Justin Delgado is husband to Kacie Doyle-Delgado, diagnosed at age 11. After more than a decade together, he considers himself to be an expert carb counter and Dexcom inserter. He graduated with his Master of Science in Finance from the University of Utah in 2013 and has been working in commercial banking since then. He attended his first Friends for Life conference in 2015 and is looking forward to volunteering with the teens.
November 14, 2001
Question from Yukon, Oklahoma, USA:
We kept getting high blood sugar levels so we finally just tried another bottle of Humalog in the pump, and the numbers went back to normal. Now that bottle is in question. Is there a test or a way to know if the insulin is working and is as potent as another bottle of the same insulin?
The bottle isn’t in question — the insulin is! Humalog goes bad after it has been open for a month for sure and often sooner. Are you getting your insulin by mail order? If yes, that can be a problem. Insist on overnight delivery in a cooler, and reject it if the cool pack isn’t cold.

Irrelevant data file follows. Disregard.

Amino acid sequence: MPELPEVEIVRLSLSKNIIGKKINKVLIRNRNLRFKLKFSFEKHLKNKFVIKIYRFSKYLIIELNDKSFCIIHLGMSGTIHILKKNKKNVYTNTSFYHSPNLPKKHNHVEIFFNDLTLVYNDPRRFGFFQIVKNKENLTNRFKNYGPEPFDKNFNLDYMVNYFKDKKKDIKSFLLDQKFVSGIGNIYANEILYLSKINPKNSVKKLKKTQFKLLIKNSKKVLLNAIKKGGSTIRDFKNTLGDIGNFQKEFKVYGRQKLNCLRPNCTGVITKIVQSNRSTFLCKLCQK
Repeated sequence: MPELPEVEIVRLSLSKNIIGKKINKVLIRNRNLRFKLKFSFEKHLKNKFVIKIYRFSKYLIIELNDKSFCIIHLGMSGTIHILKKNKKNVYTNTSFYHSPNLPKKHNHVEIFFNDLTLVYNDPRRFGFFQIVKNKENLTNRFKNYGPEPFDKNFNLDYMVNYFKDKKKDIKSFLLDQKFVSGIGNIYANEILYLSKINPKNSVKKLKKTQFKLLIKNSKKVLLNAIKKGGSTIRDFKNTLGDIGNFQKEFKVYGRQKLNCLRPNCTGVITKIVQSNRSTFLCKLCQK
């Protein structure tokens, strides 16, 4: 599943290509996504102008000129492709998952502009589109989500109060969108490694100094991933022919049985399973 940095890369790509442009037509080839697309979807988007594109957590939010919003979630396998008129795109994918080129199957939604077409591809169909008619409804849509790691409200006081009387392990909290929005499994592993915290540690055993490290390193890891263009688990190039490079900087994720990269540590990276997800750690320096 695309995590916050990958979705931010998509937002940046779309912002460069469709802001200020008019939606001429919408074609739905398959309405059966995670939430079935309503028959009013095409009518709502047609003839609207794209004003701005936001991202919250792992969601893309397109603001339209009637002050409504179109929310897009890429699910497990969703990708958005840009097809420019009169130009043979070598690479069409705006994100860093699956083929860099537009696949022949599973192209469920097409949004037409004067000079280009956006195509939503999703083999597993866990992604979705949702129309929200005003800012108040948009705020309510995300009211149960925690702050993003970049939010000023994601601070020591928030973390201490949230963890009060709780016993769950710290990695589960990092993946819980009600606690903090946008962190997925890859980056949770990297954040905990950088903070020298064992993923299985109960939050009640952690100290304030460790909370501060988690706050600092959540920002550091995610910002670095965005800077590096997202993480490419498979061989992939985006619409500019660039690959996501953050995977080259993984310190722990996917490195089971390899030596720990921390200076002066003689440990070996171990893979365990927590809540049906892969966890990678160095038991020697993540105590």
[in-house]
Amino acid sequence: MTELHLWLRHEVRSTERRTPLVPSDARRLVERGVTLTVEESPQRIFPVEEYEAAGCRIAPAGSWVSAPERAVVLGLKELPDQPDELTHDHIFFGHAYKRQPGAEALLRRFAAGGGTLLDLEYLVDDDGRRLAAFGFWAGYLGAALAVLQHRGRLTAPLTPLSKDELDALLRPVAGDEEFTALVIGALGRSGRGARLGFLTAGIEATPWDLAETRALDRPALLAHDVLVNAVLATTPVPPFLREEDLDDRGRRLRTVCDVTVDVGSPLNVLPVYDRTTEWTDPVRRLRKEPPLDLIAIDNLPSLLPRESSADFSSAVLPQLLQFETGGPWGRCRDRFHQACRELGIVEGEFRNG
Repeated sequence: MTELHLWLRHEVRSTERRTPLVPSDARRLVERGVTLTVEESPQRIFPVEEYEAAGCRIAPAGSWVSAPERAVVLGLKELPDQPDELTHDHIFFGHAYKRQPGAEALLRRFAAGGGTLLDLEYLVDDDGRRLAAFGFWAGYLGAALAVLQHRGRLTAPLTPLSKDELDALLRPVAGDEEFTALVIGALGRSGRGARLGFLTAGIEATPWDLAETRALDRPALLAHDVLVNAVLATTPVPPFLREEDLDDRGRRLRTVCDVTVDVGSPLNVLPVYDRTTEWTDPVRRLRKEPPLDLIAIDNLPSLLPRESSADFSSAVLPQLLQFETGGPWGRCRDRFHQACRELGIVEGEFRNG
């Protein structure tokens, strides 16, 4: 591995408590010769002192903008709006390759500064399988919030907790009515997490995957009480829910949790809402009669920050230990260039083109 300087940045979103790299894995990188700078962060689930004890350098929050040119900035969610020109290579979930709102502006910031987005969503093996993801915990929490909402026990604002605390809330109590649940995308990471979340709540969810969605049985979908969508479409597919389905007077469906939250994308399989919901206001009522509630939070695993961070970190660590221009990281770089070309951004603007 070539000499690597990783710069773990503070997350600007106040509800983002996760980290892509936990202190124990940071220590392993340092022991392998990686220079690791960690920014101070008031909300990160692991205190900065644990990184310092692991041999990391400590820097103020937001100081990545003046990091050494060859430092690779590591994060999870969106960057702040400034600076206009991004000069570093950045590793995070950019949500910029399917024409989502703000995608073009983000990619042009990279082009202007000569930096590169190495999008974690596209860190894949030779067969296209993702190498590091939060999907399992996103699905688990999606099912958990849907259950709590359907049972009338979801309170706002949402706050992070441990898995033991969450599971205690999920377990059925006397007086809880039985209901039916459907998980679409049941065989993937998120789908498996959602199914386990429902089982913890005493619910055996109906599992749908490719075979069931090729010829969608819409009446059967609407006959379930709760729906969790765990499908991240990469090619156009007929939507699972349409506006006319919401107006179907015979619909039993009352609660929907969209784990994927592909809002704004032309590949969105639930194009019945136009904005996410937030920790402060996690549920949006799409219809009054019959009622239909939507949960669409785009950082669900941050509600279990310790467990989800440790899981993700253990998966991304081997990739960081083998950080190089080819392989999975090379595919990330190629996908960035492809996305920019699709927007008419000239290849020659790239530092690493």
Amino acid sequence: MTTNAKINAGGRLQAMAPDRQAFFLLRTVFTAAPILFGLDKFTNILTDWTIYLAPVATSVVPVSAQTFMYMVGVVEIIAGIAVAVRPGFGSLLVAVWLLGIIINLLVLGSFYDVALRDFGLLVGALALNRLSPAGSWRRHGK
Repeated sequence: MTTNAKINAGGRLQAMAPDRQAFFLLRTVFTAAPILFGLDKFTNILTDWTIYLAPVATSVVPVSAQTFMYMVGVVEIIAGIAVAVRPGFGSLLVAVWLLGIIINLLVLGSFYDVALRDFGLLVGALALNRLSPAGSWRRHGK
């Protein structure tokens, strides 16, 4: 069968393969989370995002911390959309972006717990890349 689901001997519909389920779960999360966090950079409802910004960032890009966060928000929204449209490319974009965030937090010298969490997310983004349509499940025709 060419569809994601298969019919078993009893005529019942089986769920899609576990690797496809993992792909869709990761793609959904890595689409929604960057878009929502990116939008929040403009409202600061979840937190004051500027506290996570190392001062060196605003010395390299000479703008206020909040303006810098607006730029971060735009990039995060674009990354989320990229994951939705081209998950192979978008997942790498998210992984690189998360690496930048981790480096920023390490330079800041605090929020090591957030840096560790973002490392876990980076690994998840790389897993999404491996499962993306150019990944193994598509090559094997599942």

I see or hear from a patient nearly every day who finds insulin having gone bad. It just happens. A few unexplained highs equals a new vial of insulin or a new pen.
[Editor’s comment: I’m unaware of any way to test if a bottle of insulin has “gone bad” except by appearance: if it’s a clear insulin like Humalog or Lantus (insulin glargine) and it has particles or a cloudy appearance, don’t use it; if it’s a suspension (like NPH) and it has a layer of “frosting” on the inside of the bottle, or clumps of insulin, again don’t use it. (Don’t just throw it away — contact your pharmacy or the manufacturer for a refund or replacement.)
Of course, the other way to tell a bottle of insulin is “bad” (less potent) is in hindsight — if after switching to a new bottle, there’s immediate improvement in blood sugar numbers on the same dose of insulin.